2. The complementarity between the international responsibility of the State and that of the individual 39. An additional element for an approximation to the complementarity between international human rights law and international criminal law resides in the area of responsibility, encompassing, in my opinion, at the same time, the State and the individual (as subjects of international law). As I have been indicating since my separate opinions in the Myrna Mack Chang (2003) and Plan de Sánchez Massacre (2004) cases among others,38 and in a recent essay,39 the State’s international responsibility and the international criminal responsibility of the individual are effectively complementary.
3. The conceptualization of crimes against humanity 40. A third point of approximation to the intersection between international human rights law and international criminal law resides in the conceptualization of crimes against humanity, which they both include. Such crimes are perpetrated by individuals, but following State policies, with the powerlessness or tolerance or connivance of society, which does nothing to prevent them; explicit or implicit, State policy is present in crimes against humanity, which even rely on the use of State institutions, personnel and resources.40 Such crimes are not limited to a simple isolated action of deluded individuals. They are coldly calculated, planned and executed.
41. The definition of crimes against humanity is a major contemporary victory, encompassing, in my opinion, not only international human rights law but also international criminal law, by reflecting the universal condemnation of grave and systematic violations of fundamental and non-derogable rights; in other words, violations of jus cogens. Consequently the so-called statutes of limitations typical of domestic or national legal systems are not applicable.41 The establishment of crimes against humanity is, I believe, one more manifestation of the universal juridical conscience; of its prompt reaction to crimes that affect humanity as a whole.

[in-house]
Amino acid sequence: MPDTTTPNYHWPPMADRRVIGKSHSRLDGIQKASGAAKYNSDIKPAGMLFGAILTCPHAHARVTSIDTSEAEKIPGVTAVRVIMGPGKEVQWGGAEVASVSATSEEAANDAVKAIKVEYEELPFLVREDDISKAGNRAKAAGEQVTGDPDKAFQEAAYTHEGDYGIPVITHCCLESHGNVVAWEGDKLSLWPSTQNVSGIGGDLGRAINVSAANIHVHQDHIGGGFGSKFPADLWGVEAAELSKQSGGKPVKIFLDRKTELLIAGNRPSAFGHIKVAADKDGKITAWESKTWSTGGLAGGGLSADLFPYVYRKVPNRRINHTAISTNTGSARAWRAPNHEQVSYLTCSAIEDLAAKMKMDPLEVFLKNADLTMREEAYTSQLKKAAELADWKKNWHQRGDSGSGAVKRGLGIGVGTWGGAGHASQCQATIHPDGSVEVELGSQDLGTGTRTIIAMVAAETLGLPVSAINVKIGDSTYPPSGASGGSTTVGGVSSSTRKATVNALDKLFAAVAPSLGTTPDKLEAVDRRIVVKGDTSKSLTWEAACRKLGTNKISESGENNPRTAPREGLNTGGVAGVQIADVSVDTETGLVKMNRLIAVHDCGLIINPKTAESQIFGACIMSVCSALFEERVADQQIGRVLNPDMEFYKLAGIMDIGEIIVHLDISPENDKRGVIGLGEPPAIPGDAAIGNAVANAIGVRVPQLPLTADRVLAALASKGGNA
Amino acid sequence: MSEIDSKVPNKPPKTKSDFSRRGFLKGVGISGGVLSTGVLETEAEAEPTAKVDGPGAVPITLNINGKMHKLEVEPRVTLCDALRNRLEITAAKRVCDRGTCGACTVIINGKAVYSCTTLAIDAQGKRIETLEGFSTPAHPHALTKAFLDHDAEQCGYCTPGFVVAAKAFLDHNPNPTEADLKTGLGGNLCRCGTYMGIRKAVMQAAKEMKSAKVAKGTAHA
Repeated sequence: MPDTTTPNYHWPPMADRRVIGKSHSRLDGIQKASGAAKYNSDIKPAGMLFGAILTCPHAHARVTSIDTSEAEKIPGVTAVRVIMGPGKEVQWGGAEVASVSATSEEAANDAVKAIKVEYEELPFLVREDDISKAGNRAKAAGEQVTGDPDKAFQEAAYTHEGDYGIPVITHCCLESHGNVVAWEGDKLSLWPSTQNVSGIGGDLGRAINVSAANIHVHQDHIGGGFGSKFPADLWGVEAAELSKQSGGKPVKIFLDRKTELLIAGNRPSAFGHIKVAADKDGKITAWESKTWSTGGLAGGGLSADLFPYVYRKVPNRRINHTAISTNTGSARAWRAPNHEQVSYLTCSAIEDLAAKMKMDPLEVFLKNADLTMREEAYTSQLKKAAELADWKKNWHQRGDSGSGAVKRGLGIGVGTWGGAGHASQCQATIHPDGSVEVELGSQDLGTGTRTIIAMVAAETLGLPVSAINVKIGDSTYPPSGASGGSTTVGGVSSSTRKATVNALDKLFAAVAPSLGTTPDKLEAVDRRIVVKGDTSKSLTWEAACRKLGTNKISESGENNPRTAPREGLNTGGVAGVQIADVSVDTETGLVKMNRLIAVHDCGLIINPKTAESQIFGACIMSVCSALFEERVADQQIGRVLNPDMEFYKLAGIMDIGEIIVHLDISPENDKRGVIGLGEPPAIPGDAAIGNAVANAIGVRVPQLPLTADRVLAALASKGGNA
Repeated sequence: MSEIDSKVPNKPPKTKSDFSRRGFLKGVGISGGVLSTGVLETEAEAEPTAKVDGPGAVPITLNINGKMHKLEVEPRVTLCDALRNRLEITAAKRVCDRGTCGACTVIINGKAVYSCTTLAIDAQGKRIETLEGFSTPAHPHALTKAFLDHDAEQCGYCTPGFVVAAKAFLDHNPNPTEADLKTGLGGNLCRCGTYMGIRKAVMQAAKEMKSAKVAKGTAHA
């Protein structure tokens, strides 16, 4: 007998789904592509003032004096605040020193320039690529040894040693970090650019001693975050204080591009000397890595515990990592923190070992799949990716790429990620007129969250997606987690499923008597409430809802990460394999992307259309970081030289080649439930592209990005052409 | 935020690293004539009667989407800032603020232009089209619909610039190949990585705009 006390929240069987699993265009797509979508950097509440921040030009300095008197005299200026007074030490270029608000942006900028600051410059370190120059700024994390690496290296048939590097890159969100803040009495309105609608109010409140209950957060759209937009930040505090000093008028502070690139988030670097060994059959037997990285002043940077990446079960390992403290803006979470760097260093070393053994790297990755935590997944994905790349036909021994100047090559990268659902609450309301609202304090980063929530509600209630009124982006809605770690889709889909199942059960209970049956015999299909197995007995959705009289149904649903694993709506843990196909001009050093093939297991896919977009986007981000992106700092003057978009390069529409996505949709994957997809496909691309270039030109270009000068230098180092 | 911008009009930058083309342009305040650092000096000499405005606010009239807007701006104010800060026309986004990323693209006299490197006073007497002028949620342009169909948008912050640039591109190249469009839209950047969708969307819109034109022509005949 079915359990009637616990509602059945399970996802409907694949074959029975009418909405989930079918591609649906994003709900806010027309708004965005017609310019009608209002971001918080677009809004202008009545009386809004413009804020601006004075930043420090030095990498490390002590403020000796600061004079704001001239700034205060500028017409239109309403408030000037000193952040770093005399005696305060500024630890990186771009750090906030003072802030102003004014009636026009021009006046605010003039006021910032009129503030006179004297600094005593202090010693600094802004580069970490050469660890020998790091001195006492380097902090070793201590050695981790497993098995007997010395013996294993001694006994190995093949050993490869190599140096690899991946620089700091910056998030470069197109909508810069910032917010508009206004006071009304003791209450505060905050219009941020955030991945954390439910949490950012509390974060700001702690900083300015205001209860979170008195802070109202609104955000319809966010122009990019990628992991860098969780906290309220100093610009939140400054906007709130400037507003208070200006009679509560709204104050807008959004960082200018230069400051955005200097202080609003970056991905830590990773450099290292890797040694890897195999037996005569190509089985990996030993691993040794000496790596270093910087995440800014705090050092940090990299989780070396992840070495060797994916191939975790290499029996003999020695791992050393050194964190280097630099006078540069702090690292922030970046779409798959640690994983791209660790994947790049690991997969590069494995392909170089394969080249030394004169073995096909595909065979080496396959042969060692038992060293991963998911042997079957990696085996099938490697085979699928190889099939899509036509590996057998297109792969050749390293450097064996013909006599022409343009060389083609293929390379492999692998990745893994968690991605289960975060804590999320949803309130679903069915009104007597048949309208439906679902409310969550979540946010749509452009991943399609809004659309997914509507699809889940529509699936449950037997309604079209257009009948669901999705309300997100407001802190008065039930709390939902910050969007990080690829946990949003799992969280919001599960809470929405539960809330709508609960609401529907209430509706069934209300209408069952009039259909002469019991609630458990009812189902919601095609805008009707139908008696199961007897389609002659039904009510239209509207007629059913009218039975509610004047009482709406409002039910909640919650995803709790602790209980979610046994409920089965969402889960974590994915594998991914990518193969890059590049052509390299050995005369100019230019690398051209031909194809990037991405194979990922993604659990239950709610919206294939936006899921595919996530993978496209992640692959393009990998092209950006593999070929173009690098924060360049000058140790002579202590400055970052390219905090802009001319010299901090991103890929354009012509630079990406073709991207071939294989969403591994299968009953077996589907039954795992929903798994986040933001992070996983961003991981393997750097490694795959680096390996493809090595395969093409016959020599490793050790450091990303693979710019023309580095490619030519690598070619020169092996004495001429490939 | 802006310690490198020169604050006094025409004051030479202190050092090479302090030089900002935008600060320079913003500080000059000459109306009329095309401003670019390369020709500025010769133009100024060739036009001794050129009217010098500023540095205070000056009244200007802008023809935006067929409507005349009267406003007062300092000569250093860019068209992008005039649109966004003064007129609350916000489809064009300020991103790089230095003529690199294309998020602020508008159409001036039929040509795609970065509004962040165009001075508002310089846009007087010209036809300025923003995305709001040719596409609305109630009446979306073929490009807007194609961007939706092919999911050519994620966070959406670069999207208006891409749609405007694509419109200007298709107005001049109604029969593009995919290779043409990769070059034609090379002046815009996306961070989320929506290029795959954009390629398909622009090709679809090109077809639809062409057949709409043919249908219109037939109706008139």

42. Crimes against humanity are situated at the confluence between international criminal law and international human rights law. They are particularly grave and originated in the crimes against humanity linked to armed conflicts; however, nowadays it is accepted, from a humanist perspective, that they also have implications in the domain of international human rights law (for example, in cases of the systematic torture and humiliation of the victims), which deny humanity in general and seek to dehumanize their victims.42 Crimes against humanity are of a massive and systematic nature, they are organized and planned as part of a policy of State crime – as conceptualized in their case law by the ad hoc International Criminal Tribunals for the Former Yugoslavia and Rwanda43 - they are authentic State crimes.44
43. Organized and planned by the States, at their most senior levels, State crimes are executed by many individuals complying with a criminal policy of the State in question, constituting authentic State crimes, which immediately involve the international responsibility of both the State in question (in the sphere of international human rights law) and that of the individuals who executed them.45 Hence the importance of preventing them, given their particular gravity, as well as the guarantee of non-repetition (cf. infra).